MG: What are you looking for or feeling into the moment you shoot? I know you’ve spoken at times about the gesture.
DB: It’s not so much about “feeling” as it is an idea I am trying to visualize over a group of pictures, to give that idea resonance, to think all of the kinds of ways within a certain kind of picture making I can make those ideas resonate in the form of photographs. With the portrait photographs, it’s about a particular population and trying to bring both a collective and individual sense of the population—whether it’s young people or the black subject—to the project.
MG: Your street portraits with Type 55 film were of everyday people, often overlooked because they are black, not well-to-do, and off the beaten path.
DB: The black-and-white street portraits were made in Washington, D.C., and Brooklyn, Harlem, and Rochester, New York, from 1988 to1991. What I wanted to do in that work was to turn the streets themselves into a kind of studio, to make formal portraits in the informal environments of the streets of various communities- Brooklyn, Rochester, Washington, and Harlem- and to make portraits with the subjects that gave them a heightened presence in the world through my photographs of them. All of the black subjects in those photographs direct their gaze to the camera, the lens, that translates into a gaze that is directed at the viewer. I wanted to give them a space to be both seen and engaged on equal footing as the viewer.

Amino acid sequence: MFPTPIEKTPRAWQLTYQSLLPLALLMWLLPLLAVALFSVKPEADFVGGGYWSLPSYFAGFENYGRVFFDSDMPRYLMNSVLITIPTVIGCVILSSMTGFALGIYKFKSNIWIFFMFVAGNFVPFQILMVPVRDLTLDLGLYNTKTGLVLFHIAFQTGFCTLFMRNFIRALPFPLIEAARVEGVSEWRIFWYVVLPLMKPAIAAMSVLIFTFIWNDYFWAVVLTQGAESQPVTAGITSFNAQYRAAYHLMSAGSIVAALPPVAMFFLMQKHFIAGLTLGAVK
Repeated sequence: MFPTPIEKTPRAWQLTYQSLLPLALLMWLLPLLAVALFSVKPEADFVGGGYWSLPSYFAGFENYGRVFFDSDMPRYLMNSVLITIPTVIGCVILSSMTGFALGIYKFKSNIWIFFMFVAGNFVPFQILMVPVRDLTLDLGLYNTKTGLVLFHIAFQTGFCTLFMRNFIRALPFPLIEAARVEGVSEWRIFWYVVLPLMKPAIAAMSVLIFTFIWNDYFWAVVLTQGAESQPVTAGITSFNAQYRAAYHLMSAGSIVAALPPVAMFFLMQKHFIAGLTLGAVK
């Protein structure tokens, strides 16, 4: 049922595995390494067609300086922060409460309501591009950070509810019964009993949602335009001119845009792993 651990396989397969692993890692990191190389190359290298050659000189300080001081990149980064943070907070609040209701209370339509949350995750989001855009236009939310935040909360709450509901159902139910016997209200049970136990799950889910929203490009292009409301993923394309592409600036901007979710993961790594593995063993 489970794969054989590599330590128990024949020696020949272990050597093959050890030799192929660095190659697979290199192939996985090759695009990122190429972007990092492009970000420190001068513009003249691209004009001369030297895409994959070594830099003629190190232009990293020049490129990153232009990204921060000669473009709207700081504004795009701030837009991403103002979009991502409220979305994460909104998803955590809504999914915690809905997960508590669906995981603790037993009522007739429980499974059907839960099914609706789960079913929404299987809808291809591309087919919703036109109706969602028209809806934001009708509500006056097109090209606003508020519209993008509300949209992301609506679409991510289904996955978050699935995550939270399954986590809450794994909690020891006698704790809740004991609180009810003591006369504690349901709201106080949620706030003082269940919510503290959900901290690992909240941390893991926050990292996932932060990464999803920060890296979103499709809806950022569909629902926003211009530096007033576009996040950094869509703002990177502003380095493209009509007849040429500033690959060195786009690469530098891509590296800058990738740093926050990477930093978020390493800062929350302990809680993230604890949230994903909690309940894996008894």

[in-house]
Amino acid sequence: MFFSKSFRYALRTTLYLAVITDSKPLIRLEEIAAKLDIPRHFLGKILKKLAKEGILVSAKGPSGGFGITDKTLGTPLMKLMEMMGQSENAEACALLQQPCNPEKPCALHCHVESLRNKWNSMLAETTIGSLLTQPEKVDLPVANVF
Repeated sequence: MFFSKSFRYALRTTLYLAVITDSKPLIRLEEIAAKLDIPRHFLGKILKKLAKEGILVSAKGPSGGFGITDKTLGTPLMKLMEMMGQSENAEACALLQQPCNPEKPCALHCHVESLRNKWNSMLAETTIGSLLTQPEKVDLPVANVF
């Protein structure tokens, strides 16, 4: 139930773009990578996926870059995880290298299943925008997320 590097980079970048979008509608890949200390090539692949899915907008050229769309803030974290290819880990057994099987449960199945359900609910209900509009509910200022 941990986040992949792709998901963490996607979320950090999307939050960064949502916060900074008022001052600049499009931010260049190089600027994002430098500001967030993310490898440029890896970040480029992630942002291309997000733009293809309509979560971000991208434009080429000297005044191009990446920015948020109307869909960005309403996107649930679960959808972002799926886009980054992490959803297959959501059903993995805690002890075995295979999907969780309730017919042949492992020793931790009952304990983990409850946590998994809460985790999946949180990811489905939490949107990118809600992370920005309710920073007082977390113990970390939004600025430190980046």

MG: How do you, or does one, avoid—and is it possible to avoid—pictures of the powerless becoming, as I believe Kellie Jones said in Dawoud Bey: Portraits, 1975-1995, “casualties of that same society’s visual narratives”?
DB: I don’t see the people that I photograph as being victims or “casualties,” so that narrative simply doesn’t find its way into my work. One’s intentions determine the kinds of photographs one makes, and the narratives of those photographs. So for me that is not an issue, as I’m always looking to describe the fundamental humanity of the people I have photographed.
Hats and Scarves, Harlem, NY, 2016
MG: What do you look for in choosing a long-term project?